Symbolically Letting Go of the Stigma Surrounding Mental Health


NAMI club officers pose with a sign about ending the stigma surrounding mental health.

The National Institute of Mental Health reports that depression and other mental disorders have grown increasingly common in the United States. In an era where teens are surrounded by constant pressure, both academic and social, it’s unsurprising that mental disorders are growing increasingly more prevalent in teenagers.


Despite the growing prevalence of mental disorders, there remains a stigma surrounding mental health. Individuals with mental disorders often hide their struggles, lacking support systems and fearing judgement from their peers. Mental disorders tend to be perceived as uncomfortable and less significant than physical illness. These attiduences can foster stigma towards mental health and individuals suffering from mental health problems.


It is this stigma that the National Alliance on Mental Illness (NAMI) club at DHS sought to end on Monday, February 12th – kicking off DubLove week with a powerful start. By encouraging students to commit to abandoning their preconceived notions about mental disorders and those afflicted by them, NAMI hopes to foster a more supportive environment on the Dublin campus. In additional to a poster signed by students, NAMI and Dublin Leadership organized the release of biodegradable balloons – symbolically letting go of the stigma surrounding mental health.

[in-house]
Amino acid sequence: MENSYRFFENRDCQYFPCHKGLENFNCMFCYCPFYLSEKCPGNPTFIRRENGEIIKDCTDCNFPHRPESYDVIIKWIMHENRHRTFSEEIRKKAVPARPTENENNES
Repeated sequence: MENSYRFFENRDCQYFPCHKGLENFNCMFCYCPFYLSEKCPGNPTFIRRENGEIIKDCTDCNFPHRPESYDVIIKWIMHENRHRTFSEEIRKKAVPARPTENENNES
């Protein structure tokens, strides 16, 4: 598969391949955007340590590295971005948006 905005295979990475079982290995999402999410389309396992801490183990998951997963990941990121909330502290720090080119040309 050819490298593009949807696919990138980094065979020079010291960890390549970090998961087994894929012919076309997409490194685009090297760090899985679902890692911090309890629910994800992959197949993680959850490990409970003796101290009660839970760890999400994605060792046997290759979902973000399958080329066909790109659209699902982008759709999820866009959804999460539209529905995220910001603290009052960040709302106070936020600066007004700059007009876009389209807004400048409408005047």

Dublin Leadership tweets about ending the stigma and recognizing the importance of mental health after the event.


As one sophomore expressed after the event, “as someone with severe anxiety, it was hopeful to see so many students committed to changing the hostile environment towards mental health on our campus.”


Throughout this week and all the weeks that follow, it’s important for us to recognize that mental health problems shouldn’t be something we look down on. Though discussions about mental health aren’t easy, it’s important that we are making Dublin High School a supportive campus for those with mental disorders. As a campus and as a community, it is our responsibility to provide support to those who need it, not to make them feel uncomfortable or isolated. Mental health awareness is of paramount importance and this Monday ought to be reminder to all of us of our responsibility to work towards ending the stigma surrounding mental health.